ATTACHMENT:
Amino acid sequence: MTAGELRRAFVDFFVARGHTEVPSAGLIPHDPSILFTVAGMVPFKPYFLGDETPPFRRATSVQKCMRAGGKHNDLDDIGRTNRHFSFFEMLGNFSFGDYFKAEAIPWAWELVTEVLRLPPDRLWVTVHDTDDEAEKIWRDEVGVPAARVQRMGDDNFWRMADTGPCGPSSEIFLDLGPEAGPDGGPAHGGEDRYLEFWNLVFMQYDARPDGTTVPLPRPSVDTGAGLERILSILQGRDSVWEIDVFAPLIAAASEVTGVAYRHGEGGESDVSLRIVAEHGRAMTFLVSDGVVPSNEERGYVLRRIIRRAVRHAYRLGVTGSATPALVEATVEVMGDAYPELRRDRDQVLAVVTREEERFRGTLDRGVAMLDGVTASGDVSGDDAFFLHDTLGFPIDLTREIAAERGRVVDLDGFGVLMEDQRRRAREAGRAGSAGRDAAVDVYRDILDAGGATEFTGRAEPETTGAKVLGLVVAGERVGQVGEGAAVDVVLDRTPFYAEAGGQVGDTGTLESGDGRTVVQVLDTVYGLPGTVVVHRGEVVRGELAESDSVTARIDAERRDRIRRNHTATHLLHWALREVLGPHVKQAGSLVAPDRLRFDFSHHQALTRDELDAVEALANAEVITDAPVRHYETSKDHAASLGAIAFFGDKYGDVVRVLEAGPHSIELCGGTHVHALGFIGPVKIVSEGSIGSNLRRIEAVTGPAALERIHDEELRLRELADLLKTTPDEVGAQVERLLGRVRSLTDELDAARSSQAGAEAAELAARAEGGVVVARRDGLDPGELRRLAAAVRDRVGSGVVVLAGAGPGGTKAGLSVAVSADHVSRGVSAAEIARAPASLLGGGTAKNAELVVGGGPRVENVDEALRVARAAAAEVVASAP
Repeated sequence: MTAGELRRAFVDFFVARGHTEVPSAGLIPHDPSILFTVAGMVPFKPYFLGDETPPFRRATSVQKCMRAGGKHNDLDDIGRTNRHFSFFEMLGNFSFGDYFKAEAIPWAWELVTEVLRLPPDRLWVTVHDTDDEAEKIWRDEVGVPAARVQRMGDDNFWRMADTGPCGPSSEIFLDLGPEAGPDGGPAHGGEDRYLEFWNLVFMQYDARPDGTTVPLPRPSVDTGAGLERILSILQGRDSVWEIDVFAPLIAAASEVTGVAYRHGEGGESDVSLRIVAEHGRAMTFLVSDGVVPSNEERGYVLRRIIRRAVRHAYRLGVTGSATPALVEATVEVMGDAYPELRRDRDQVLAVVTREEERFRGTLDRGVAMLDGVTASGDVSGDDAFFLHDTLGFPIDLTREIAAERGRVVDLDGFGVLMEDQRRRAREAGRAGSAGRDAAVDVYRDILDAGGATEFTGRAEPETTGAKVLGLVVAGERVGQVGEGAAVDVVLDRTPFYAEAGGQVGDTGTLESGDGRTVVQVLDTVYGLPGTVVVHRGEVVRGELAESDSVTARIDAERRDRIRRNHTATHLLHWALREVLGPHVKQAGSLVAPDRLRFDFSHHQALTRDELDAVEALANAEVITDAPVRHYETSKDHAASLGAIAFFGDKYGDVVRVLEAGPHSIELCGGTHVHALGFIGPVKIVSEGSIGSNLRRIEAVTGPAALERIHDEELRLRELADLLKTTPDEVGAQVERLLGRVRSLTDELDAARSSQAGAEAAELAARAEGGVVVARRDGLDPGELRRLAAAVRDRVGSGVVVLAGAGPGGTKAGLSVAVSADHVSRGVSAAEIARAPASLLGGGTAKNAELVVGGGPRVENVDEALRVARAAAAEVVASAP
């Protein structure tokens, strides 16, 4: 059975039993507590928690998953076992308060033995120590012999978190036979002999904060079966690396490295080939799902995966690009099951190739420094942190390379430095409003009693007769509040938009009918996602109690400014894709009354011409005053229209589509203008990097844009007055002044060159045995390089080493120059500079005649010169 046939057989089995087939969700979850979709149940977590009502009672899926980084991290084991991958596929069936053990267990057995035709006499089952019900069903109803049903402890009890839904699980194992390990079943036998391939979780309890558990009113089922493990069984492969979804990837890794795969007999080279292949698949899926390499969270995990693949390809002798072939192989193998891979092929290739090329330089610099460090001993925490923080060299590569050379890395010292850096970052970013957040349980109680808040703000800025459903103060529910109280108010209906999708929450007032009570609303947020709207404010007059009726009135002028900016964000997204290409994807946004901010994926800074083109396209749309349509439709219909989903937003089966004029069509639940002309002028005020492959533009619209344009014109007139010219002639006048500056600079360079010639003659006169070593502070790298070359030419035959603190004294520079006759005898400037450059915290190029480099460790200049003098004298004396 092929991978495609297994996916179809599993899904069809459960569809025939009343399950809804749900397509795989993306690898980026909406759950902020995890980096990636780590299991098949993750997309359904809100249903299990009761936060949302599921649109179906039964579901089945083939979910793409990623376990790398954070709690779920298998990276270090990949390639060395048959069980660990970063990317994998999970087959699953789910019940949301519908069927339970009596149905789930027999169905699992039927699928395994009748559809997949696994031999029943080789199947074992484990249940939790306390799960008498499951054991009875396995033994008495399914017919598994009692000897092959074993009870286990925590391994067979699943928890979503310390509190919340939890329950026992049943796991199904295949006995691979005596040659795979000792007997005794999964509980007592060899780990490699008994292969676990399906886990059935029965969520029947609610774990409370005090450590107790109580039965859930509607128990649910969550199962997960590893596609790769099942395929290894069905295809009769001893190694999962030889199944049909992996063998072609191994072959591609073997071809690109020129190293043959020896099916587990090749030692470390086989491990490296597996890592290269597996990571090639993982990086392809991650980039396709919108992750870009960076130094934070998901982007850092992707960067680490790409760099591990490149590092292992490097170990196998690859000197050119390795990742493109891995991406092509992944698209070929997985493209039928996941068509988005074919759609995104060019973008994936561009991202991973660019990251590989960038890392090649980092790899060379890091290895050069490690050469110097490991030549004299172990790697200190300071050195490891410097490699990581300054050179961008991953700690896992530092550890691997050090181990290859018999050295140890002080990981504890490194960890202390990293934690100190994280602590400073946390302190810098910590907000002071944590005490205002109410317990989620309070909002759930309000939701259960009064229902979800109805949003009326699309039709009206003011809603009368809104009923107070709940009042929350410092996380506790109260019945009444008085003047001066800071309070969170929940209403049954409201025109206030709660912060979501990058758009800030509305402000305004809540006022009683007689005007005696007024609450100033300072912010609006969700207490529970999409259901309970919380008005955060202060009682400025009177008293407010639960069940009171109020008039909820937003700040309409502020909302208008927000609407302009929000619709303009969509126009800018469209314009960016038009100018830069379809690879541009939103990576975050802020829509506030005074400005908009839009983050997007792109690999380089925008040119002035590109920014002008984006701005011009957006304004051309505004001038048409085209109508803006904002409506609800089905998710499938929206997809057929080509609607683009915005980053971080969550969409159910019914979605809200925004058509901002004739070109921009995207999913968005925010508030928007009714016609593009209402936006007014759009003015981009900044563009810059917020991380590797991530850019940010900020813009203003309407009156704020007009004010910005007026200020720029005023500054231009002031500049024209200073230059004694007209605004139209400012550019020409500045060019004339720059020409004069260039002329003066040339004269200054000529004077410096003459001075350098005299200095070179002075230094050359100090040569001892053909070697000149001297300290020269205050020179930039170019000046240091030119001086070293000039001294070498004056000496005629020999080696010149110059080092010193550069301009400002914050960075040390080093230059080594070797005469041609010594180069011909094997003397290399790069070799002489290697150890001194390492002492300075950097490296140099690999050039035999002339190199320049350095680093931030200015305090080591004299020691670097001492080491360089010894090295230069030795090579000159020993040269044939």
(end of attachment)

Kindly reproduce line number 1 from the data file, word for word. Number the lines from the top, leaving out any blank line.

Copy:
Amino acid sequence: MTAGELRRAFVDFFVARGHTEVPSAGLIPHDPSILFTVAGMVPFKPYFLGDETPPFRRATSVQKCMRAGGKHNDLDDIGRTNRHFSFFEMLGNFSFGDYFKAEAIPWAWELVTEVLRLPPDRLWVTVHDTDDEAEKIWRDEVGVPAARVQRMGDDNFWRMADTGPCGPSSEIFLDLGPEAGPDGGPAHGGEDRYLEFWNLVFMQYDARPDGTTVPLPRPSVDTGAGLERILSILQGRDSVWEIDVFAPLIAAASEVTGVAYRHGEGGESDVSLRIVAEHGRAMTFLVSDGVVPSNEERGYVLRRIIRRAVRHAYRLGVTGSATPALVEATVEVMGDAYPELRRDRDQVLAVVTREEERFRGTLDRGVAMLDGVTASGDVSGDDAFFLHDTLGFPIDLTREIAAERGRVVDLDGFGVLMEDQRRRAREAGRAGSAGRDAAVDVYRDILDAGGATEFTGRAEPETTGAKVLGLVVAGERVGQVGEGAAVDVVLDRTPFYAEAGGQVGDTGTLESGDGRTVVQVLDTVYGLPGTVVVHRGEVVRGELAESDSVTARIDAERRDRIRRNHTATHLLHWALREVLGPHVKQAGSLVAPDRLRFDFSHHQALTRDELDAVEALANAEVITDAPVRHYETSKDHAASLGAIAFFGDKYGDVVRVLEAGPHSIELCGGTHVHALGFIGPVKIVSEGSIGSNLRRIEAVTGPAALERIHDEELRLRELADLLKTTPDEVGAQVERLLGRVRSLTDELDAARSSQAGAEAAELAARAEGGVVVARRDGLDPGELRRLAAAVRDRVGSGVVVLAGAGPGGTKAGLSVAVSADHVSRGVSAAEIARAPASLLGGGTAKNAELVVGGGPRVENVDEALRVARAAAAEVVASAP